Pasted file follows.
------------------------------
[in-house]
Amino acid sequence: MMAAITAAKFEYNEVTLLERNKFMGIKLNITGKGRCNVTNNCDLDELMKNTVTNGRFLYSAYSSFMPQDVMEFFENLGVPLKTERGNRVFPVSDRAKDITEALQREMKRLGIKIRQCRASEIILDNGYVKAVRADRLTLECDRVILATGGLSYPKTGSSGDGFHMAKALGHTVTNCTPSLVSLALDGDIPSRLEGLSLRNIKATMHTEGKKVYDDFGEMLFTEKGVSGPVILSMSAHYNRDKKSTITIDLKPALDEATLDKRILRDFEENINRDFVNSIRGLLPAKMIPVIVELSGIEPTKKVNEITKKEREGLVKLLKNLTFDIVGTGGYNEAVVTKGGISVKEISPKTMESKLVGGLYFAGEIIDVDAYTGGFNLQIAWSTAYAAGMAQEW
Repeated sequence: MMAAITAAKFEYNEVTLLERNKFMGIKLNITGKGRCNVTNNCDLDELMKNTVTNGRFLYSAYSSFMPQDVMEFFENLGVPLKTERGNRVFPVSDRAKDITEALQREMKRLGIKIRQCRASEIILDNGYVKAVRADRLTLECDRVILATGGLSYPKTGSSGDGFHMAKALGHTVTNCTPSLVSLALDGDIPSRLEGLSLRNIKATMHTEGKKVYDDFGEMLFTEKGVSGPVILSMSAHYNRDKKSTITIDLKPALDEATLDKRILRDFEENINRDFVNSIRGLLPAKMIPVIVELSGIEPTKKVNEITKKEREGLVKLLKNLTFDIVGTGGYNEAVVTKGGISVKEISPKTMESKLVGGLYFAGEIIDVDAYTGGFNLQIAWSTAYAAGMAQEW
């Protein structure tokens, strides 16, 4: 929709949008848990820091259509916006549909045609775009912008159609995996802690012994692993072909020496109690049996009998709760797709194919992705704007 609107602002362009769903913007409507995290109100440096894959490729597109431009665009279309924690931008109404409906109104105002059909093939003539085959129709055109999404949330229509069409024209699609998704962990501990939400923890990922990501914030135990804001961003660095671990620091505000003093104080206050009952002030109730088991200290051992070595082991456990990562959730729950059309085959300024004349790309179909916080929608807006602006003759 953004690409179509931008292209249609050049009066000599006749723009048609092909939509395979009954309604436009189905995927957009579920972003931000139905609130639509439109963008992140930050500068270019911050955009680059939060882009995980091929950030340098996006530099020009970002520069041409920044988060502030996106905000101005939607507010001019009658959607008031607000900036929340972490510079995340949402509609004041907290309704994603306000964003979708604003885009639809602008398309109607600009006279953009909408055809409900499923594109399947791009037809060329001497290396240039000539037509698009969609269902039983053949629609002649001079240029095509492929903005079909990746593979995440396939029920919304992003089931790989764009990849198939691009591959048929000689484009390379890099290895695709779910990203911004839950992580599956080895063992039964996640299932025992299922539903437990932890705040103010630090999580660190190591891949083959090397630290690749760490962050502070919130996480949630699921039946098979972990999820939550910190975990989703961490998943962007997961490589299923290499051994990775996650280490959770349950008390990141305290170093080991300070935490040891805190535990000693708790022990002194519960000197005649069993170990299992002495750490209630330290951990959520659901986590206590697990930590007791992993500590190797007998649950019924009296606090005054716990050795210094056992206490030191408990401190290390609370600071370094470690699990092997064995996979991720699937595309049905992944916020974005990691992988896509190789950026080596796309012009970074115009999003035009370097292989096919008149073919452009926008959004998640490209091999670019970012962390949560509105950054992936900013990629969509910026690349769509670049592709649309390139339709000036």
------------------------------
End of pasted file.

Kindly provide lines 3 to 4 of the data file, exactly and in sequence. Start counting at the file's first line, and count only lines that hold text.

Repeated sequence: MMAAITAAKFEYNEVTLLERNKFMGIKLNITGKGRCNVTNNCDLDELMKNTVTNGRFLYSAYSSFMPQDVMEFFENLGVPLKTERGNRVFPVSDRAKDITEALQREMKRLGIKIRQCRASEIILDNGYVKAVRADRLTLECDRVILATGGLSYPKTGSSGDGFHMAKALGHTVTNCTPSLVSLALDGDIPSRLEGLSLRNIKATMHTEGKKVYDDFGEMLFTEKGVSGPVILSMSAHYNRDKKSTITIDLKPALDEATLDKRILRDFEENINRDFVNSIRGLLPAKMIPVIVELSGIEPTKKVNEITKKEREGLVKLLKNLTFDIVGTGGYNEAVVTKGGISVKEISPKTMESKLVGGLYFAGEIIDVDAYTGGFNLQIAWSTAYAAGMAQEW
């Protein structure tokens, strides 16, 4: 929709949008848990820091259509916006549909045609775009912008159609995996802690012994692993072909020496109690049996009998709760797709194919992705704007 609107602002362009769903913007409507995290109100440096894959490729597109431009665009279309924690931008109404409906109104105002059909093939003539085959129709055109999404949330229509069409024209699609998704962990501990939400923890990922990501914030135990804001961003660095671990620091505000003093104080206050009952002030109730088991200290051992070595082991456990990562959730729950059309085959300024004349790309179909916080929608807006602006003759 953004690409179509931008292209249609050049009066000599006749723009048609092909939509395979009954309604436009189905995927957009579920972003931000139905609130639509439109963008992140930050500068270019911050955009680059939060882009995980091929950030340098996006530099020009970002520069041409920044988060502030996106905000101005939607507010001019009658959607008031607000900036929340972490510079995340949402509609004041907290309704994603306000964003979708604003885009639809602008398309109607600009006279953009909408055809409900499923594109399947791009037809060329001497290396240039000539037509698009969609269902039983053949629609002649001079240029095509492929903005079909990746593979995440396939029920919304992003089931790989764009990849198939691009591959048929000689484009390379890099290895695709779910990203911004839950992580599956080895063992039964996640299932025992299922539903437990932890705040103010630090999580660190190591891949083959090397630290690749760490962050502070919130996480949630699921039946098979972990999820939550910190975990989703961490998943962007997961490589299923290499051994990775996650280490959770349950008390990141305290170093080991300070935490040891805190535990000693708790022990002194519960000197005649069993170990299992002495750490209630330290951990959520659901986590206590697990930590007791992993500590190797007998649950019924009296606090005054716990050795210094056992206490030191408990401190290390609370600071370094470690699990092997064995996979991720699937595309049905992944916020974005990691992988896509190789950026080596796309012009970074115009999003035009370097292989096919008149073919452009926008959004998640490209091999670019970012962390949560509105950054992936900013990629969509910026690349769509670049592709649309390139339709000036």